Monday, August 12, 2013

One of the Greatest Strengths of Social Media

 We're social animals. We enjoy communicating. The allure of blogging, face-booking, twittering, posting videos or images is our ability to communicate virtually. Is it a complete waste of time?

There is this blogger I know who says he knows how long each visitor spends on his blog. There are some, says this SEO-savvy cynic, who spend less than 60 seconds on his post. These guests spend the majority of those seconds leaving a generic comment in the hope that the compliment will be returned with a comment on their own latest post. What a lot of frantic to-ing and fro-ing for nothing. Surely running around from blog to blog leaving such comments is a waste of their time. Oh, and we mustn't forget comments that try and waste our time-  from our good friend, Anonymous. This aggressive advertiser says "what a nice post" and having dispensed with the niceties goes on to add, "If you want to lose weight / know how to blog better / increase your libido, visit mine." I'm not sure about Wordpress but Blogspot sends comments from Anonymous to the spam folder for which I'm grateful.

I feel most ordinary bloggers do enjoy genuine interaction with people who they would never otherwise have known. For such people, as long as the virtual world doesn't completely take over their lives, blogging is very rewarding.

Which brings me to what I think one of the main benefits of social media is. It plays a very important role in keeping our news media on their toes.

News media today often doctor news depending on the owner's (or their sponsors') affiliations. Here's an example. In some countries checks and balances for such practices exist only on paper, The doctoring is blatant. Even reputed international news media often use covert tactics to influence public opinion in ingenious ways. How often have we seen them try and prevent someone they believe is against everything they stand for (their values, their tribe, their sponsors) talking perfect sense. That's not how they wish to portray that person to the world so the simple solution, if it is a TV channel, for example, is to voice over what that person is saying. The person is seen to speak but it is the commentator's voice that the listener hears giving us the angle the news channel wishes to portray. So many political leaders from the Middle East, for example, have recently had this unfortunate tactic used on them by TV channels of international repute.

How often have we seen a piece of news that they want forgotten played only once, and something they want us to remember, repeated every hour, on the hour and very often in between? How often did we see Saddam Hussein loading and firing a gun, albeit in the air, as compared to his saying that Iraq had no weapons of mass destruction?

Ordinary people telling us what's happening in their nook of the world, even if their views might be completely prejudiced, hold our attention and interest. If they are able to convey things reasonably well, their insider knowledge lends them a certain authenticity. This is what makes newspapers and TV hesitate to doctor news too quickly or too completely to align it with their own beliefs. What's to prevent them from bribing or threatening such individuals to toe their line? The sheer numbers. How many of those thousands of individuals can they bribe?

In India we've seen newsmakers try and instil fear by marching young things who dare exercise their freedom of speech, to jail. Then there are those cartoon blogs poking fun at people in politics - the especially creative, popular and succinct ones managed in India were removed from cyber world. Such heavy handed tactics have been partially successful. Some bloggers have backed off completely and others have toned down their criticism. Luckily, many bloggers, facebookers and tweeters continue speaking out. With so many speaking out it is difficult for politicians or the platforms they use, like the news media, to clamp down on the public voice. [Obviously, newspapers and TV channels who claim they don't take sides have nothing to worry about.]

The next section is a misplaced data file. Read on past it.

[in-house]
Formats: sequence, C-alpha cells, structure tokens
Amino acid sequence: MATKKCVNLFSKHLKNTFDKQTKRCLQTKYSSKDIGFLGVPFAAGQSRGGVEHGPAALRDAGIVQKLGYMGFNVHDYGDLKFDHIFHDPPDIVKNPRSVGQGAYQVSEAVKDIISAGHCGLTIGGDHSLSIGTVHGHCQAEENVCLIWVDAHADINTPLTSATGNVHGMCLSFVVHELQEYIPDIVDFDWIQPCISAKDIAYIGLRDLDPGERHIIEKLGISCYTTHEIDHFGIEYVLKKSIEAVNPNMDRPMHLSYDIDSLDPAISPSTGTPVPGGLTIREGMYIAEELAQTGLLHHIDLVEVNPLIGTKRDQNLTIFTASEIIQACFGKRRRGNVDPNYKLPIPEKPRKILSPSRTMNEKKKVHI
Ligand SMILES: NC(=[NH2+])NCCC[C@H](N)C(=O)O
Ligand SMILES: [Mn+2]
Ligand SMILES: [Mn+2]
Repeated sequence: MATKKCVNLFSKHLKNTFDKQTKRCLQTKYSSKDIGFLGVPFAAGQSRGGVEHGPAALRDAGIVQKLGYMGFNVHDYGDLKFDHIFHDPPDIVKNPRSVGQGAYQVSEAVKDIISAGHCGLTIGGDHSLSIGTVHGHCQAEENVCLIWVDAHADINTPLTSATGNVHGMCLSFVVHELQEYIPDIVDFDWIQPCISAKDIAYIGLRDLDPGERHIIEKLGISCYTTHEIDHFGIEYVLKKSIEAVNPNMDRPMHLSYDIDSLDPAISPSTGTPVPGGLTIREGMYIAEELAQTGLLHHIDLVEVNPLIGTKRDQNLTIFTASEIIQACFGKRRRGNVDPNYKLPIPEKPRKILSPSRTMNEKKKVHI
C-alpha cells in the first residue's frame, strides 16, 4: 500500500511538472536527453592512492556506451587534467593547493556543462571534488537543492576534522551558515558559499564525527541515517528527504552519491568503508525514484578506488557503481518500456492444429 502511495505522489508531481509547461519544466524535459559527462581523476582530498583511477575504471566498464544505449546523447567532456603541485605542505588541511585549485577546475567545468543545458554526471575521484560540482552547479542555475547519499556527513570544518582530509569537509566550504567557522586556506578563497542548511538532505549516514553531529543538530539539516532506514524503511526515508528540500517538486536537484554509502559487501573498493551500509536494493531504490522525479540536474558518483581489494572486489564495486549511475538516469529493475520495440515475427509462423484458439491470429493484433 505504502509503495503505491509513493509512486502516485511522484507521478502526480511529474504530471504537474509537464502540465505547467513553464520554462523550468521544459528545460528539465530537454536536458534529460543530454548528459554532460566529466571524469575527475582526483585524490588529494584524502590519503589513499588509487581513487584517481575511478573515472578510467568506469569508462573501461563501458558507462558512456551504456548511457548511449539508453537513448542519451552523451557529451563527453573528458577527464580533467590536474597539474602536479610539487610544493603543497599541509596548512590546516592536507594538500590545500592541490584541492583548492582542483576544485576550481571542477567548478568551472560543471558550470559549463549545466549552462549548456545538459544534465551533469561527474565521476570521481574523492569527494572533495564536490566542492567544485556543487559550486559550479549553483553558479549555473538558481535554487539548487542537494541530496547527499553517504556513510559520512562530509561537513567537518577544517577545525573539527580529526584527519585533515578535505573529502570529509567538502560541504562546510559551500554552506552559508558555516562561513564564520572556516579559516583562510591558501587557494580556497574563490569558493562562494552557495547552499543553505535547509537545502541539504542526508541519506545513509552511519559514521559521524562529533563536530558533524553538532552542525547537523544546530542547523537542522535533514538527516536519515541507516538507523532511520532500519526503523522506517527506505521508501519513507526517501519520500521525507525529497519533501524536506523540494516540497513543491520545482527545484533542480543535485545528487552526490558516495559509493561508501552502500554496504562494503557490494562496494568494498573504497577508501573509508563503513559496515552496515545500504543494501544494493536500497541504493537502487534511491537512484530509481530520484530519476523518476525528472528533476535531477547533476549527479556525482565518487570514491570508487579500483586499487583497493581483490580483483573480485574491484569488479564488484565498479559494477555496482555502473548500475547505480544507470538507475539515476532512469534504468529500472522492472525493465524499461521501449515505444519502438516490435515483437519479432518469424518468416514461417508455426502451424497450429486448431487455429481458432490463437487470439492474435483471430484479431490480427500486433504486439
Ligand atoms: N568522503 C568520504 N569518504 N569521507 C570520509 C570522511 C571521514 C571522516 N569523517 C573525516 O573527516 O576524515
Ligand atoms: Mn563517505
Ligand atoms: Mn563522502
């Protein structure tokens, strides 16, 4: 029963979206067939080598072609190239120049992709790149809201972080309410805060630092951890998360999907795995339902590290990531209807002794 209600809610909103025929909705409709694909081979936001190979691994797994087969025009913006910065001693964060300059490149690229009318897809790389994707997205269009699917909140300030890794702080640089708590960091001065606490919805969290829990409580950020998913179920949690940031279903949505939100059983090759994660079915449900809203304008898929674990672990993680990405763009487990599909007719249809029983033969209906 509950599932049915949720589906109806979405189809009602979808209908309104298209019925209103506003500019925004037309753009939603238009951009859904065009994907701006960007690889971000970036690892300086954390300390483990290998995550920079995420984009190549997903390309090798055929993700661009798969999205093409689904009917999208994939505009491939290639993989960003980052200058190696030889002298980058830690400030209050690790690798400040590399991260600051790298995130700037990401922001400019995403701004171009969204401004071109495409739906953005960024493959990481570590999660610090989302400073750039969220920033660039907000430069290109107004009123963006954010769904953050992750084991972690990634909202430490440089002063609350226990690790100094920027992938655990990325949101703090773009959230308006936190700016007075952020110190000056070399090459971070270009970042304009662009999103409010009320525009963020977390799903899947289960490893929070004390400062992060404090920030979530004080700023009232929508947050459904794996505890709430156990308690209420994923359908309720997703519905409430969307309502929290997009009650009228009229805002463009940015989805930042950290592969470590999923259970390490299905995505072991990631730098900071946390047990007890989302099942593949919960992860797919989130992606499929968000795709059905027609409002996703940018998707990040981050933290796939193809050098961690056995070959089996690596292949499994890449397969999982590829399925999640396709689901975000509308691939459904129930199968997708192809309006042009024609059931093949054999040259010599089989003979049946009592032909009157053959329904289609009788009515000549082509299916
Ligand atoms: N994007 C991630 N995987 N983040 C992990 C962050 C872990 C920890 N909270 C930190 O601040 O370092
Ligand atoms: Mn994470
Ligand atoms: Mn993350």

This doctoring of news won't stop. In India our checks and balances for anything lacks determined effort. Instead a determined effort to find ways to subvert rules, regulations, laws or even human decency never lets up. When a hundred bloggers with their own beliefs and affiliations don't hesitate to tell us their own points of view, we come to know, more or less, where the truth lies. In the above example of news doctoring it was a blogger who pointed out that the photo was doctored.

Of course we draw our own conclusions depending on our own beliefs. Who says we live in a perfect world? What I do say is, with so many of us blogging the greatest disadvantage is that we'll have to look through a mind boggling mountain of dross before we find the occasional gold. On the whole though, with so many of us blogging and opining - whether daily, weekly or monthly, the greatest advantage has to be that our news media will feel the need to be (relatively:) accountable.

Image from wiki - "Letthejourneysbegin" 
Sadly, the link I'd put up "http://2013/04/16/i-hate-to-make-an-accusation-here-but/" to give an example of news doctoring doesn't work anymore. Either, it has been removed by the author because the accusation was made and the mud stuck - job done, OR, it was removed by Google for being false which sounds unlikely.


  1. whether it's a blogger voicing out his/her opinion, a news channels galvanizing the masses, or a group of people protesting against some crime, it's the intent which is questionable. how many of us actually follow up a case? how many of us opine because we want to see some changes in the system?

    our voices are feeble and short-lived. thousands of bloggers wrote posts about that guwahait molestation case. how many of them know that those molesters are roaming freely on the roads of guwahati? and how many of them actually care? all they wanted to do was use this story to drive some traffic to their blogs (exactly how the news channels used the story). (of course, i am not generalizing.)

    as far as blog readers are concerned, when I know someone is reading my posts only because he/she wants a return visit then I don't enjoy the whole exercise.

    1. As long as we are human self interest will be part of our motivation. To what degree is the moot question. I would hate it if people only visited my blog to pat my back so I returned the compliment. I would hope they read my infrequent posts with interest before leaving a comment.

      Thinking of the bigger picture, in India, till not too long ago, most of us used to whisper about the negatives in our society behind closed doors. We gave speaking out and taking a stand a wide berth as it was literally, and without exaggeration, putting our lives on the line.